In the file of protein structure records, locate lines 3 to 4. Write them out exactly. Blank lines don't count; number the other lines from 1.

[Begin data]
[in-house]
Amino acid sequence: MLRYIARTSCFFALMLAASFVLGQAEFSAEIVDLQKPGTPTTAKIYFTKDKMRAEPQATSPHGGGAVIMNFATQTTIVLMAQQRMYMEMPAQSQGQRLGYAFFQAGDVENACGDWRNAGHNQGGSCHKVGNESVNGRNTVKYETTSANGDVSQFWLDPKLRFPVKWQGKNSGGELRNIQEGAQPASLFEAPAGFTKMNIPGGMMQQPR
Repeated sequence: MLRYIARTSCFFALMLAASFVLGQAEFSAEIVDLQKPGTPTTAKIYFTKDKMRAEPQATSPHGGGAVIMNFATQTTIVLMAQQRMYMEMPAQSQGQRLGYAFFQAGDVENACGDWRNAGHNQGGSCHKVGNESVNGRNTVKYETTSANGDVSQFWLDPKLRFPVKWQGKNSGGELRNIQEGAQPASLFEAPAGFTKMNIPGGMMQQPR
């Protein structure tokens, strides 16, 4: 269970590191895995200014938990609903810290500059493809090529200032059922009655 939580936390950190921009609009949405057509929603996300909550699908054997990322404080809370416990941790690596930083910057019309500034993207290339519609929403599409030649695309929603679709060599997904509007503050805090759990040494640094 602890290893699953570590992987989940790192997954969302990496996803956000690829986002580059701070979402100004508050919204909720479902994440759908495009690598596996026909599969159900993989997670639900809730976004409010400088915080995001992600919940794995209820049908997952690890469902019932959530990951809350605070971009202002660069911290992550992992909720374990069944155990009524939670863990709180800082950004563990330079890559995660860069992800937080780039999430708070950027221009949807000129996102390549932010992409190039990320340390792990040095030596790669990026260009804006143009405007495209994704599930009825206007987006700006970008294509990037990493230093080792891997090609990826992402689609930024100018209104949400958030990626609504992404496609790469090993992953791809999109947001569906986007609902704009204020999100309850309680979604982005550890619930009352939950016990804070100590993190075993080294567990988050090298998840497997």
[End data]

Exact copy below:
Repeated sequence: MLRYIARTSCFFALMLAASFVLGQAEFSAEIVDLQKPGTPTTAKIYFTKDKMRAEPQATSPHGGGAVIMNFATQTTIVLMAQQRMYMEMPAQSQGQRLGYAFFQAGDVENACGDWRNAGHNQGGSCHKVGNESVNGRNTVKYETTSANGDVSQFWLDPKLRFPVKWQGKNSGGELRNIQEGAQPASLFEAPAGFTKMNIPGGMMQQPR
């Protein structure tokens, strides 16, 4: 269970590191895995200014938990609903810290500059493809090529200032059922009655 939580936390950190921009609009949405057509929603996300909550699908054997990322404080809370416990941790690596930083910057019309500034993207290339519609929403599409030649695309929603679709060599997904509007503050805090759990040494640094 602890290893699953570590992987989940790192997954969302990496996803956000690829986002580059701070979402100004508050919204909720479902994440759908495009690598596996026909599969159900993989997670639900809730976004409010400088915080995001992600919940794995209820049908997952690890469902019932959530990951809350605070971009202002660069911290992550992992909720374990069944155990009524939670863990709180800082950004563990330079890559995660860069992800937080780039999430708070950027221009949807000129996102390549932010992409190039990320340390792990040095030596790669990026260009804006143009405007495209994704599930009825206007987006700006970008294509990037990493230093080792891997090609990826992402689609930024100018209104949400958030990626609504992404496609790469090993992953791809999109947001569906986007609902704009204020999100309850309680979604982005550890619930009352939950016990804070100590993190075993080294567990988050090298998840497997």